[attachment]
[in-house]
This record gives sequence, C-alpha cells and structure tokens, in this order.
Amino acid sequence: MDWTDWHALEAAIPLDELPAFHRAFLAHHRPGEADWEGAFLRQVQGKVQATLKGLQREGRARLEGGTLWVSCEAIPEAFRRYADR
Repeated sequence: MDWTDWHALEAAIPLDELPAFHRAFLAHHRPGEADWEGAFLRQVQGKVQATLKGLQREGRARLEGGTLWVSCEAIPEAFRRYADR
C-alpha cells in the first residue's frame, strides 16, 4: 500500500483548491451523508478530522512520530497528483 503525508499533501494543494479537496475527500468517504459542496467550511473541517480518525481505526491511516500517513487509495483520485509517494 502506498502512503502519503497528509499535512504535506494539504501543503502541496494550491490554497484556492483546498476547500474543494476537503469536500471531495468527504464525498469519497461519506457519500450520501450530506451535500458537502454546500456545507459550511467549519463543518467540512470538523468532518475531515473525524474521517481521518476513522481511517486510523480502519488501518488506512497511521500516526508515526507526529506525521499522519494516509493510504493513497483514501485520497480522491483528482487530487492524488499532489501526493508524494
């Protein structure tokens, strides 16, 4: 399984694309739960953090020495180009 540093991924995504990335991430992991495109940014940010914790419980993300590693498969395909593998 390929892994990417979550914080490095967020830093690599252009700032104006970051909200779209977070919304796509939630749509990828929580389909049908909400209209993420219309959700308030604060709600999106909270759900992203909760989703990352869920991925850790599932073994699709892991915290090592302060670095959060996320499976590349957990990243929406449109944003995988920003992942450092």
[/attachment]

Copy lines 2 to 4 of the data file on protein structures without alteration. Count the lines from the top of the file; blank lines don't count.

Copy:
This record gives sequence, C-alpha cells and structure tokens, in this order.
Amino acid sequence: MDWTDWHALEAAIPLDELPAFHRAFLAHHRPGEADWEGAFLRQVQGKVQATLKGLQREGRARLEGGTLWVSCEAIPEAFRRYADR
Repeated sequence: MDWTDWHALEAAIPLDELPAFHRAFLAHHRPGEADWEGAFLRQVQGKVQATLKGLQREGRARLEGGTLWVSCEAIPEAFRRYADR